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If poverty is a moral issue, then the United States is bankrupt

The federal poverty line struggles to capture the economic hardship that half of Americans face.

 by Sonali Kolhatkar and Independent Media Institute

Newspaper headlines are warning of rising inflation and the possibility that voters will respond to it by punishing Democrats in the midterm elections this fall. But there are few, if any, headlines about the enormous numbers of Americans who are low-income and poor—a travesty in one of the world’s wealthiest nations.

The problem of poverty is marked by several factors, the first of which is a deeply flawed government indicator of who qualifies as poor. Measured by the federal poverty line, about 37 million Americans live below the poverty line—that’s about 11 percent of the population.

But this leaves out many millions more Americans who live one emergency expense away from poverty. The Poor People’s Campaign (PPC): A National Call for Moral Revival relies on economic calculations showing that 140 million Americans—which is more than 40 percent of the population—are poor or low-income.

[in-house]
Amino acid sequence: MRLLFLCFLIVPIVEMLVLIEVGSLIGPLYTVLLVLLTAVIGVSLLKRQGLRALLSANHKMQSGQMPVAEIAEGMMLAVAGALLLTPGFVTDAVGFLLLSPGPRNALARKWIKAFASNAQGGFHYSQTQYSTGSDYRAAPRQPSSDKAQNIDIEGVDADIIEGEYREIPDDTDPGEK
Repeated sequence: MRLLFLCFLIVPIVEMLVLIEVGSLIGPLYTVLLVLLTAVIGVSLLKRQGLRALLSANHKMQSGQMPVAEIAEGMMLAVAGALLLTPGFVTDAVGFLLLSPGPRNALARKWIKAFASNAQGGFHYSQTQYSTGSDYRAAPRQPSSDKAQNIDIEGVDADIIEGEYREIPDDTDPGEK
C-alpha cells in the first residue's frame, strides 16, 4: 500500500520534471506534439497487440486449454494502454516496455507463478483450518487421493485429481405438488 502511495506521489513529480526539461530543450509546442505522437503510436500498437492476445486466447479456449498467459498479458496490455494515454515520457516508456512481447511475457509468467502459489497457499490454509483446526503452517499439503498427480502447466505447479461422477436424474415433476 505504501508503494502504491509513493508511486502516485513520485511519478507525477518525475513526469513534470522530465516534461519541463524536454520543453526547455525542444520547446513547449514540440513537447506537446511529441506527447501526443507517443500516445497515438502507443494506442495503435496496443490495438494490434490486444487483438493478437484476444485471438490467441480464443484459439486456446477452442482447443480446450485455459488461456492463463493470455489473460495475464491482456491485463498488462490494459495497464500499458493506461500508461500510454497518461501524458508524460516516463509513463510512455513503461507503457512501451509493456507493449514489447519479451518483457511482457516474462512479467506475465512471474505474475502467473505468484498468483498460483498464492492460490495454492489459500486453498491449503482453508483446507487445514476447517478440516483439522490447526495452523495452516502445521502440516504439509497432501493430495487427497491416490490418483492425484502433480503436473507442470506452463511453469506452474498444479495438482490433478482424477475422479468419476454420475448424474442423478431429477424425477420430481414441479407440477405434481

The second factor is mainstream media coverage that routinely skews in favor of wealthy elites by downplaying the extent of poverty. For example, when President Joe Biden cited the PPC’s estimate in an address in June 2019, the Washington Post engaged in a lengthy fact-checking investigation, interviewing numerous analysts who nitpicked over the difference between “poor” and “low-income” people, saying, “The two terms sound alike, but they describe different economic conditions.”

A third obstacle is corporate greed and how wealthy elites are vacuuming up every dollar they can into their own pockets, taking advantage of an economic system they helped to build in order to benefit themselves. For example, the investment giant Morgan Stanley released a report recently complaining about how rising wages were eating into corporate profits.

But of course, any wage increases are dampened by inflation rates rising much faster. This is a decades-long trend, not a new phenomenon, as any honest economist would explain.

But now that inflation is rising faster than it was before, media pundits and news outlets suggest that the fault lies with Americans earning higher wages and spending too much money.

[Read on]

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